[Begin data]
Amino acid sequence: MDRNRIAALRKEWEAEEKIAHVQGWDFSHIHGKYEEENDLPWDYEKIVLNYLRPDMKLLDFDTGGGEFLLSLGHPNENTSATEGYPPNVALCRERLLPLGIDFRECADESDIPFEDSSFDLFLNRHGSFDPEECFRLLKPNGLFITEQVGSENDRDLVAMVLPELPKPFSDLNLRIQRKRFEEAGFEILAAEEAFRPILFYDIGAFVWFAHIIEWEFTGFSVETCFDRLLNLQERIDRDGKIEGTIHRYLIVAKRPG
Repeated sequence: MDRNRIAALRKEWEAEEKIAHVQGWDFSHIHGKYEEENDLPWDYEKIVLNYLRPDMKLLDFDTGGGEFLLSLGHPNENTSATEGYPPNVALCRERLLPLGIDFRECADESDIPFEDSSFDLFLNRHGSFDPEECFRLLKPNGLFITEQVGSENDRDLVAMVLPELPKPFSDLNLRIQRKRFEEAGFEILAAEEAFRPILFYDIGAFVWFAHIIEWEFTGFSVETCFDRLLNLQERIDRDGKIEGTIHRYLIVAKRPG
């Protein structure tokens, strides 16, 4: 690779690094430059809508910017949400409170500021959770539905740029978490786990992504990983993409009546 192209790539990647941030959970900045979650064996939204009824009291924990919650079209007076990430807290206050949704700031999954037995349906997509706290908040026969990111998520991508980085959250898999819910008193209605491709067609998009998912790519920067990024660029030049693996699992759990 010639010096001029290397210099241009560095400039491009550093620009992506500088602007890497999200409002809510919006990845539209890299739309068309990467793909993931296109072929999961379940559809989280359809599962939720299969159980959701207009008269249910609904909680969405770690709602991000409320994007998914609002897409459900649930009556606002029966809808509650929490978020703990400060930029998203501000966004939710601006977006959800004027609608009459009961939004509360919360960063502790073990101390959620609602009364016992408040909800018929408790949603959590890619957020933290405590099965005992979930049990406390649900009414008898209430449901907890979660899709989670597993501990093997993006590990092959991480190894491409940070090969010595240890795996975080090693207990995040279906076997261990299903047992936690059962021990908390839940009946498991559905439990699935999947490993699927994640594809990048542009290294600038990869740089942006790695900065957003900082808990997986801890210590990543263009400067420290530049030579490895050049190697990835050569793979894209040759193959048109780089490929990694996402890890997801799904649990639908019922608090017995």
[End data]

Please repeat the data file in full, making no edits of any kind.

Amino acid sequence: MDRNRIAALRKEWEAEEKIAHVQGWDFSHIHGKYEEENDLPWDYEKIVLNYLRPDMKLLDFDTGGGEFLLSLGHPNENTSATEGYPPNVALCRERLLPLGIDFRECADESDIPFEDSSFDLFLNRHGSFDPEECFRLLKPNGLFITEQVGSENDRDLVAMVLPELPKPFSDLNLRIQRKRFEEAGFEILAAEEAFRPILFYDIGAFVWFAHIIEWEFTGFSVETCFDRLLNLQERIDRDGKIEGTIHRYLIVAKRPG
Repeated sequence: MDRNRIAALRKEWEAEEKIAHVQGWDFSHIHGKYEEENDLPWDYEKIVLNYLRPDMKLLDFDTGGGEFLLSLGHPNENTSATEGYPPNVALCRERLLPLGIDFRECADESDIPFEDSSFDLFLNRHGSFDPEECFRLLKPNGLFITEQVGSENDRDLVAMVLPELPKPFSDLNLRIQRKRFEEAGFEILAAEEAFRPILFYDIGAFVWFAHIIEWEFTGFSVETCFDRLLNLQERIDRDGKIEGTIHRYLIVAKRPG
């Protein structure tokens, strides 16, 4: 690779690094430059809508910017949400409170500021959770539905740029978490786990992504990983993409009546 192209790539990647941030959970900045979650064996939204009824009291924990919650079209007076990430807290206050949704700031999954037995349906997509706290908040026969990111998520991508980085959250898999819910008193209605491709067609998009998912790519920067990024660029030049693996699992759990 010639010096001029290397210099241009560095400039491009550093620009992506500088602007890497999200409002809510919006990845539209890299739309068309990467793909993931296109072929999961379940559809989280359809599962939720299969159980959701207009008269249910609904909680969405770690709602991000409320994007998914609002897409459900649930009556606002029966809808509650929490978020703990400060930029998203501000966004939710601006977006959800004027609608009459009961939004509360919360960063502790073990101390959620609602009364016992408040909800018929408790949603959590890619957020933290405590099965005992979930049990406390649900009414008898209430449901907890979660899709989670597993501990093997993006590990092959991480190894491409940070090969010595240890795996975080090693207990995040279906076997261990299903047992936690059962021990908390839940009946498991559905439990699935999947490993699927994640594809990048542009290294600038990869740089942006790695900065957003900082808990997986801890210590990543263009400067420290530049030579490895050049190697990835050569793979894209040759193959048109780089490929990694996402890890997801799904649990639908019922608090017995």